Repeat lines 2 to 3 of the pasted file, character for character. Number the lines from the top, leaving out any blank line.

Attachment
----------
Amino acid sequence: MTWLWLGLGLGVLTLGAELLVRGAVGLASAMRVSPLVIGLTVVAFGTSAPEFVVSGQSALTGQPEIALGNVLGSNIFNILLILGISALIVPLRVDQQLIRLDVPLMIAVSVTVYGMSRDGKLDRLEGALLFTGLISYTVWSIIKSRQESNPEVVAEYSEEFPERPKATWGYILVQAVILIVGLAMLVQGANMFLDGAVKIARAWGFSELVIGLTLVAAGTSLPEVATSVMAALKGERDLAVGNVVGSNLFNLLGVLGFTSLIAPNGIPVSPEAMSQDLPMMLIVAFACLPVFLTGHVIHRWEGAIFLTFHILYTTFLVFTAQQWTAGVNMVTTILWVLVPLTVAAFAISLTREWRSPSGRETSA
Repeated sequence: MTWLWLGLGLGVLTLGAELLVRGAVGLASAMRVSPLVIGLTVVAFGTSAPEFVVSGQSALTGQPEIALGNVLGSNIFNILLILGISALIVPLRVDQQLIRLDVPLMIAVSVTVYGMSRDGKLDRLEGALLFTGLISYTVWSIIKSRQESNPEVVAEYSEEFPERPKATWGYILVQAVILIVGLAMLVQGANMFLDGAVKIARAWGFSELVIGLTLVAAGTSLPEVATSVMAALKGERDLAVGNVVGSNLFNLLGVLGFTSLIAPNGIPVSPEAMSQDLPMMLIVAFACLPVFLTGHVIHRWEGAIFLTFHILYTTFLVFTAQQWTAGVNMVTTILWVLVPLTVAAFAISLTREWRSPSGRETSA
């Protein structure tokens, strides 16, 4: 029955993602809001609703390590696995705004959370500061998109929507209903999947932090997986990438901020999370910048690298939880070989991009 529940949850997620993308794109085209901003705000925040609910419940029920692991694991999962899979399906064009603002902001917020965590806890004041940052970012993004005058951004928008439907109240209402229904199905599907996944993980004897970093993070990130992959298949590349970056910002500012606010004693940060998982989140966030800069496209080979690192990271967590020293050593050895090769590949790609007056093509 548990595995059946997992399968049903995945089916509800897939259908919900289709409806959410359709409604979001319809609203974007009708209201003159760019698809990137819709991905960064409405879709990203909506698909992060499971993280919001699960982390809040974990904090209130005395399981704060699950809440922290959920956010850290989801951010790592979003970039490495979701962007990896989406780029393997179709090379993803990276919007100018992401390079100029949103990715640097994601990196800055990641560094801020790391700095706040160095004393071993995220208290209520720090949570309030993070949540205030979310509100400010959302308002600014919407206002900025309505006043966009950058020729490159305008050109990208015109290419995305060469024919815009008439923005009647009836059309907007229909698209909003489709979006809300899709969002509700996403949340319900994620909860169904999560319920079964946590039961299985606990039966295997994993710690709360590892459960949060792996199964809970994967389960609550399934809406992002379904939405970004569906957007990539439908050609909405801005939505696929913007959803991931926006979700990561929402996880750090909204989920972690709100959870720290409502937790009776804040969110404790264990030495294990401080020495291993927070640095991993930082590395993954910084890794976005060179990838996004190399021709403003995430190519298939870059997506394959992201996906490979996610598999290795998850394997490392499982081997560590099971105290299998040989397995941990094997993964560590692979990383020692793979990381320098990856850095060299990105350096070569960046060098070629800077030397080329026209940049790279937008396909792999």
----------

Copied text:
Repeated sequence: MTWLWLGLGLGVLTLGAELLVRGAVGLASAMRVSPLVIGLTVVAFGTSAPEFVVSGQSALTGQPEIALGNVLGSNIFNILLILGISALIVPLRVDQQLIRLDVPLMIAVSVTVYGMSRDGKLDRLEGALLFTGLISYTVWSIIKSRQESNPEVVAEYSEEFPERPKATWGYILVQAVILIVGLAMLVQGANMFLDGAVKIARAWGFSELVIGLTLVAAGTSLPEVATSVMAALKGERDLAVGNVVGSNLFNLLGVLGFTSLIAPNGIPVSPEAMSQDLPMMLIVAFACLPVFLTGHVIHRWEGAIFLTFHILYTTFLVFTAQQWTAGVNMVTTILWVLVPLTVAAFAISLTREWRSPSGRETSA
């Protein structure tokens, strides 16, 4: 029955993602809001609703390590696995705004959370500061998109929507209903999947932090997986990438901020999370910048690298939880070989991009 529940949850997620993308794109085209901003705000925040609910419940029920692991694991999962899979399906064009603002902001917020965590806890004041940052970012993004005058951004928008439907109240209402229904199905599907996944993980004897970093993070990130992959298949590349970056910002500012606010004693940060998982989140966030800069496209080979690192990271967590020293050593050895090769590949790609007056093509 548990595995059946997992399968049903995945089916509800897939259908919900289709409806959410359709409604979001319809609203974007009708209201003159760019698809990137819709991905960064409405879709990203909506698909992060499971993280919001699960982390809040974990904090209130005395399981704060699950809440922290959920956010850290989801951010790592979003970039490495979701962007990896989406780029393997179709090379993803990276919007100018992401390079100029949103990715640097994601990196800055990641560094801020790391700095706040160095004393071993995220208290209520720090949570309030993070949540205030979310509100400010959302308002600014919407206002900025309505006043966009950058020729490159305008050109990208015109290419995305060469024919815009008439923005009647009836059309907007229909698209909003489709979006809300899709969002509700996403949340319900994620909860169904999560319920079964946590039961299985606990039966295997994993710690709360590892459960949060792996199964809970994967389960609550399934809406992002379904939405970004569906957007990539439908050609909405801005939505696929913007959803991931926006979700990561929402996880750090909204989920972690709100959870720290409502937790009776804040969110404790264990030495294990401080020495291993927070640095991993930082590395993954910084890794976005060179990838996004190399021709403003995430190519298939870059997506394959992201996906490979996610598999290795998850394997490392499982081997560590099971105290299998040989397995941990094997993964560590692979990383020692793979990381320098990856850095060299990105350096070569960046060098070629800077030397080329026209940049790279937008396909792999």